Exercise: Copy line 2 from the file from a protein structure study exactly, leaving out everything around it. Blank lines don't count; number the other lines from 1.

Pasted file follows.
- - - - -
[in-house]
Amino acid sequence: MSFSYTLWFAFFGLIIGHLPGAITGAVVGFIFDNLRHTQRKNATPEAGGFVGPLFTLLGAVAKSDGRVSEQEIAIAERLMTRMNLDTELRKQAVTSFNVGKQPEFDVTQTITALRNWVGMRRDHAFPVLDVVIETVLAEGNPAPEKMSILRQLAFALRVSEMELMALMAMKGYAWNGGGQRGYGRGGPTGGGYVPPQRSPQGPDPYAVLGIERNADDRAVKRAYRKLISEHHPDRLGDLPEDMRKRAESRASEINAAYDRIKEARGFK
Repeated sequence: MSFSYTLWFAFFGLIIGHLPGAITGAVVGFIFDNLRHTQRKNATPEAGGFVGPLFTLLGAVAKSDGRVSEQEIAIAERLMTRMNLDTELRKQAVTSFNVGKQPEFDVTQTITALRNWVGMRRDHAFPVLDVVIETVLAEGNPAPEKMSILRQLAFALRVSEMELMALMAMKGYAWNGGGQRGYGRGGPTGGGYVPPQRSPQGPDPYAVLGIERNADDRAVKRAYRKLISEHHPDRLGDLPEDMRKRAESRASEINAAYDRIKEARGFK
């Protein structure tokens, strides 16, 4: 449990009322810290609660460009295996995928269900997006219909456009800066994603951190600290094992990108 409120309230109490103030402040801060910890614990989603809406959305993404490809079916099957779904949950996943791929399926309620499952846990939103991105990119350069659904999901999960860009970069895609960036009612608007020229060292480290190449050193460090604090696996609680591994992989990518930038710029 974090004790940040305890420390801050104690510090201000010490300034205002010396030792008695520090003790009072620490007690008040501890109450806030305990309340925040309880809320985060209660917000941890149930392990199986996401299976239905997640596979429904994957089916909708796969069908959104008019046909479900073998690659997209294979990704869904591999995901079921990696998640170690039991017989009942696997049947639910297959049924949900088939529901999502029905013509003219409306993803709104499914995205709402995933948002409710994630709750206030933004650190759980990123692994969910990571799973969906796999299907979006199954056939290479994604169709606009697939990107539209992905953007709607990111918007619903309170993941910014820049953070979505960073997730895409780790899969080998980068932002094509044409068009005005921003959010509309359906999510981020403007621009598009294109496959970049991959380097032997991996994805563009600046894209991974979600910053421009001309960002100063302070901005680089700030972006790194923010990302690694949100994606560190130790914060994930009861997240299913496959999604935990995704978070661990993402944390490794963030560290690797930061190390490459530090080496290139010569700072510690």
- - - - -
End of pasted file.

Amino acid sequence: MSFSYTLWFAFFGLIIGHLPGAITGAVVGFIFDNLRHTQRKNATPEAGGFVGPLFTLLGAVAKSDGRVSEQEIAIAERLMTRMNLDTELRKQAVTSFNVGKQPEFDVTQTITALRNWVGMRRDHAFPVLDVVIETVLAEGNPAPEKMSILRQLAFALRVSEMELMALMAMKGYAWNGGGQRGYGRGGPTGGGYVPPQRSPQGPDPYAVLGIERNADDRAVKRAYRKLISEHHPDRLGDLPEDMRKRAESRASEINAAYDRIKEARGFK